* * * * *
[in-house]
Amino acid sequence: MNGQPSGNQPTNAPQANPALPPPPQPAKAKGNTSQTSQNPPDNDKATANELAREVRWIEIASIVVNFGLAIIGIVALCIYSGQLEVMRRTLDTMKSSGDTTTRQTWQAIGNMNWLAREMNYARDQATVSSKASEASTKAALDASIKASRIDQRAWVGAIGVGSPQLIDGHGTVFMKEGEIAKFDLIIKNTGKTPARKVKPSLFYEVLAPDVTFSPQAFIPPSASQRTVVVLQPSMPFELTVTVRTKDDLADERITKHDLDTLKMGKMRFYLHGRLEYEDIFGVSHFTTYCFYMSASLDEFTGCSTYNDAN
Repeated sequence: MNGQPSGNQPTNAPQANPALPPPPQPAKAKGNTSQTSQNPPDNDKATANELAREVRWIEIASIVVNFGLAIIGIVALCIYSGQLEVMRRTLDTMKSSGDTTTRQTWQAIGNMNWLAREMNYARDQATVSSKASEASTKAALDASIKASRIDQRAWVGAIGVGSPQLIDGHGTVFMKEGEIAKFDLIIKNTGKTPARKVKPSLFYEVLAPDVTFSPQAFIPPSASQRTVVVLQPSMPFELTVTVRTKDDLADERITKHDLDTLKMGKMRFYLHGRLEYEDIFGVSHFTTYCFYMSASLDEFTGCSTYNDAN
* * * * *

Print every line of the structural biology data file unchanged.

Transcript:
[in-house]
Amino acid sequence: MNGQPSGNQPTNAPQANPALPPPPQPAKAKGNTSQTSQNPPDNDKATANELAREVRWIEIASIVVNFGLAIIGIVALCIYSGQLEVMRRTLDTMKSSGDTTTRQTWQAIGNMNWLAREMNYARDQATVSSKASEASTKAALDASIKASRIDQRAWVGAIGVGSPQLIDGHGTVFMKEGEIAKFDLIIKNTGKTPARKVKPSLFYEVLAPDVTFSPQAFIPPSASQRTVVVLQPSMPFELTVTVRTKDDLADERITKHDLDTLKMGKMRFYLHGRLEYEDIFGVSHFTTYCFYMSASLDEFTGCSTYNDAN
Repeated sequence: MNGQPSGNQPTNAPQANPALPPPPQPAKAKGNTSQTSQNPPDNDKATANELAREVRWIEIASIVVNFGLAIIGIVALCIYSGQLEVMRRTLDTMKSSGDTTTRQTWQAIGNMNWLAREMNYARDQATVSSKASEASTKAALDASIKASRIDQRAWVGAIGVGSPQLIDGHGTVFMKEGEIAKFDLIIKNTGKTPARKVKPSLFYEVLAPDVTFSPQAFIPPSASQRTVVVLQPSMPFELTVTVRTKDDLADERITKHDLDTLKMGKMRFYLHGRLEYEDIFGVSHFTTYCFYMSASLDEFTGCSTYNDAN